The BBC approach this in their editorial guidelines by stating that “Subjects which have been at issue or part of the campaign, or other controversial matters relating to the election, must not receive coverage on polling day, to ensure that nothing in the BBC’s output can be construed as influencing the ballot while the polls are open.”

    Sources:
    http://www.bbc.co.uk/editorialguidelines/page/guidelines-politics-practices-elections/
    http://www.electoralcommission.org.uk/__data/assets/pdf_file/0011/166556/Scottish-Independence-Referendum-handbook.pdf

    Also, AFFECT, not EFFECT

    Emily
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    Pretty sure it is in fact “effect”…

    Emily
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    Gah they changed it! I thought you were talking about “a backfiring opposite effect on Scottish voters.”

    Good spot

    Rebecca Lake
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    I do believe my spelling mistake in the title has been corrected, I apologise, I was very tired at the time of writing this. And it is also under “Opinion”. So there will be some opinion. This was intended to be published yesterday evening, not today, so that is not my error either, and I apologise if that has breached any rules.

    That said, thank you for reading and thank you for my comment.

    Rebecca Lake
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    *the comment

    Emily
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    It’s worth noting that this doesn’t actually appear to be in “Opinion” to me – it’s under “Politics” isn’t it?

    Anyway, that’s rather inconsequential as I thought the tone of the article was fine. All in all good read 🙂

    Rebecca Lake
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    I ticked the opinion box so I thought it would be under Opinion… Oh well. I have been told before that it’s fine to put some opinion in politics articles as long as it doesn’t cause too many problems, and I’m hoping that the opinion that came across was reasonably fair and didn’t tread on anybody’s toes. Thank you for your interest in my article though 🙂 And once again I apologise for the spelling error and if the time of publish has caused problems. It was not intentional.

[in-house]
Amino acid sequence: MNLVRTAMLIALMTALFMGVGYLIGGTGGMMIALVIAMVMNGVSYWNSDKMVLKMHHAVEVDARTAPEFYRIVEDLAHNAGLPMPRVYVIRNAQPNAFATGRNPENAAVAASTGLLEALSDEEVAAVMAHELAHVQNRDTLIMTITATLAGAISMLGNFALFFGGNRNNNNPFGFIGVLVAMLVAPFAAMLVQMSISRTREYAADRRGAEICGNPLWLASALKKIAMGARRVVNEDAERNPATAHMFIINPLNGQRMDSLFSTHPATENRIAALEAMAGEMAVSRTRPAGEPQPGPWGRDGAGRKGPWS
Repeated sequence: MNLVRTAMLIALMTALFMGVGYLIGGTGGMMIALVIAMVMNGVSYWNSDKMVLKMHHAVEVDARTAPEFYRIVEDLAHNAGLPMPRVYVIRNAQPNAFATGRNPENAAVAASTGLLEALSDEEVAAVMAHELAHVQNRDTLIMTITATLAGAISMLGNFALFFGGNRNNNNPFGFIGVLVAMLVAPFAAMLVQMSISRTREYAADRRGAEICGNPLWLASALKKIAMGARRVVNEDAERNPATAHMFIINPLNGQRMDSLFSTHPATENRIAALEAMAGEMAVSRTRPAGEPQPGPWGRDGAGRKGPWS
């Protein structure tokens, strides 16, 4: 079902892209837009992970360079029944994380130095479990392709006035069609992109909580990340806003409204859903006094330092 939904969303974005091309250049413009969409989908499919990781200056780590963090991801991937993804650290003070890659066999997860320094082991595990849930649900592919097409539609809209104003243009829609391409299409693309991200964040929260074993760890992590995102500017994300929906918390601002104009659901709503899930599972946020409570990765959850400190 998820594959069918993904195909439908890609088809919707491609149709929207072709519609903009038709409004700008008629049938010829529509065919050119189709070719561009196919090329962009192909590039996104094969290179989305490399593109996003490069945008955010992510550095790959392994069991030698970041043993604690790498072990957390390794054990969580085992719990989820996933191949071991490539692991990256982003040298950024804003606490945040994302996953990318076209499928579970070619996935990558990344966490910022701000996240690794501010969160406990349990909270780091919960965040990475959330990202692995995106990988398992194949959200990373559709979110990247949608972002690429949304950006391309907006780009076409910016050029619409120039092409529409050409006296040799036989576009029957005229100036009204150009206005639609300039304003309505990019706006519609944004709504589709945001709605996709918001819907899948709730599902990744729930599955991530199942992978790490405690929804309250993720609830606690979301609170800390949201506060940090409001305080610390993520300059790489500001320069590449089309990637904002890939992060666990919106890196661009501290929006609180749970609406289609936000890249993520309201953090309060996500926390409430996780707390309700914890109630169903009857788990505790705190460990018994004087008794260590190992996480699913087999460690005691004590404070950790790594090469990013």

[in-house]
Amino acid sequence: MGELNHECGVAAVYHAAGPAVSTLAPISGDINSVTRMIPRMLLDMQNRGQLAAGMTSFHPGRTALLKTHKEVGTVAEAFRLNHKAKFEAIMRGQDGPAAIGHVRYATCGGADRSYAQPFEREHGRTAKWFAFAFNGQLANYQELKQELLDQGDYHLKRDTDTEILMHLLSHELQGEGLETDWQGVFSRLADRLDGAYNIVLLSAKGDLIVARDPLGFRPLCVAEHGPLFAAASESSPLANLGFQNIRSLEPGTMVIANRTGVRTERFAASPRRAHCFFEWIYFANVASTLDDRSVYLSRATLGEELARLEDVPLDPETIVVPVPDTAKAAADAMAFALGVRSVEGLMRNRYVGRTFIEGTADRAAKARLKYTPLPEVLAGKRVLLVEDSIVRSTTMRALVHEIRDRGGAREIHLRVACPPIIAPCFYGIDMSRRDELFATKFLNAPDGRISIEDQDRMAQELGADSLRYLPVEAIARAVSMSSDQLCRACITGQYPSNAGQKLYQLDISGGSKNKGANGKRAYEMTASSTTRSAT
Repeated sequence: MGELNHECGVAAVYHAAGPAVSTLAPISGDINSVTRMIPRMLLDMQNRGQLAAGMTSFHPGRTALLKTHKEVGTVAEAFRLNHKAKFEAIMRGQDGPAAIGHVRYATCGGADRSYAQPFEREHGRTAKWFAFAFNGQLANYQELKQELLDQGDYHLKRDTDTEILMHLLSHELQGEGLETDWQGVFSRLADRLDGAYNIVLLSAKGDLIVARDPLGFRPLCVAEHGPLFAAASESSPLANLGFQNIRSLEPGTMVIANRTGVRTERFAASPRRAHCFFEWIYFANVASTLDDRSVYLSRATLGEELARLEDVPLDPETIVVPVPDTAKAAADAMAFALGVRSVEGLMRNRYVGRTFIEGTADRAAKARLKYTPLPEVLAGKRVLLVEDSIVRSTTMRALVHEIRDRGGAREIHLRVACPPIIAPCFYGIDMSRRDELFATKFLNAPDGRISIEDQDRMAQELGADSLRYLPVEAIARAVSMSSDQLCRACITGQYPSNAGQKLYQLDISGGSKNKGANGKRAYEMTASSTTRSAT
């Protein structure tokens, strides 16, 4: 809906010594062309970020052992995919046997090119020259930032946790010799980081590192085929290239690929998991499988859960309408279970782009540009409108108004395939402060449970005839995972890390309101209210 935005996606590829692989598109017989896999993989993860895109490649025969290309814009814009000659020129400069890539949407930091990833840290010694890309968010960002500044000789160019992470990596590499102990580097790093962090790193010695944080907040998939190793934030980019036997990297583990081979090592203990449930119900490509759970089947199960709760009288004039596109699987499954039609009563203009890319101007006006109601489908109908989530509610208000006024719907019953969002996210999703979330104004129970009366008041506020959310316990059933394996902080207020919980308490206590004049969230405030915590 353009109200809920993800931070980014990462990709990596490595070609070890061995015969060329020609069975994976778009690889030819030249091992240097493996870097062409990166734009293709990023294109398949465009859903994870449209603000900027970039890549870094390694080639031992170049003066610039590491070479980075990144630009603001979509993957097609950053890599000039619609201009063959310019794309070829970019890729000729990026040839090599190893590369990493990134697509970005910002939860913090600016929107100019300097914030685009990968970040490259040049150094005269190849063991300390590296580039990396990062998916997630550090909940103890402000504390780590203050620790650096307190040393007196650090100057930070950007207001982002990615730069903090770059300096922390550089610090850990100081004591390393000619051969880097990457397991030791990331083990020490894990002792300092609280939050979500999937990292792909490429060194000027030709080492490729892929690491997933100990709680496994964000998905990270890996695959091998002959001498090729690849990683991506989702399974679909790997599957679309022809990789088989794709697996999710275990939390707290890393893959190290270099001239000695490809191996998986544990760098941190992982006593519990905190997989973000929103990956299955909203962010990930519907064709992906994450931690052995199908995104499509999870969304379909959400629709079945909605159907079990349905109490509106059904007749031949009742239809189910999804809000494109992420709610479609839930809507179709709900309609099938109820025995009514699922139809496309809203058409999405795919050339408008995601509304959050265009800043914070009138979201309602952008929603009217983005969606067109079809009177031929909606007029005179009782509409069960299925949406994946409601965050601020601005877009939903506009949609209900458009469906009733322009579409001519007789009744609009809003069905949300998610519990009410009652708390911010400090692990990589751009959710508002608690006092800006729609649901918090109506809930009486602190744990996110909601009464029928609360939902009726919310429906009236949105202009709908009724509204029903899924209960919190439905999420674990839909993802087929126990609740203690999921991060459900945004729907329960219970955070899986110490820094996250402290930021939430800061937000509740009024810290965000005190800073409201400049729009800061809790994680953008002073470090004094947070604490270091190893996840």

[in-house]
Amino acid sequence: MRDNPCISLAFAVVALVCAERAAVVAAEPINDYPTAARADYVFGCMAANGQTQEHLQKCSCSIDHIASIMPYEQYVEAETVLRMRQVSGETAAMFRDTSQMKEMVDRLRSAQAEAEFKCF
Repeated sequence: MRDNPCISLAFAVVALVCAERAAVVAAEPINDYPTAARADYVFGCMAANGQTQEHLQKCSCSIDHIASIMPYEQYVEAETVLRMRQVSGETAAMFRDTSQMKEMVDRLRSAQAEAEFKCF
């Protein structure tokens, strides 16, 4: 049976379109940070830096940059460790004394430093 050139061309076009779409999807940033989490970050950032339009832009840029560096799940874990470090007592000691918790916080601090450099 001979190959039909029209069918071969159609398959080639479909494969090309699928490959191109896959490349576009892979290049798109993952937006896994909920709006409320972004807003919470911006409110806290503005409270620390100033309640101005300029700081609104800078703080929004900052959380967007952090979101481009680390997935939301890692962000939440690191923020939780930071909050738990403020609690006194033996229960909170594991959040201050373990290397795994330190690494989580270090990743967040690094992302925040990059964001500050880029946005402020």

Bridie Pearson-Jones
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    Hi ‘No’,

    Thanks for your concern, I really apologise for the spelling mistake in this piece. As the editor of this piece I should have picked this up. All the writers and editors at Wessex Scene are full-time students, and are often juggling several things. So occasionally the odd spelling/grammar mistake slips through – it was not intended, and I’m very sorry if this has offended you.

    As for the legality of publishing this piece, as an online print journal we face very different guidelines to a broadcaster such as the BBC. I, again, apologise if the timing of this piece has offended you. However, it is not an election that has taken place today, but a referendum, so the laws again differ. Further, it is an impartial piece, the writer even says “my stance on this issue is very relaxed. ” It is aimed at students living in Southampton. A very small percentage of these students will be eligible to vote in today’s referendum, and the piece was no way intended to sway voters.

    Thank you for reading and taking your time to comment, I hope this has cleared things up for you.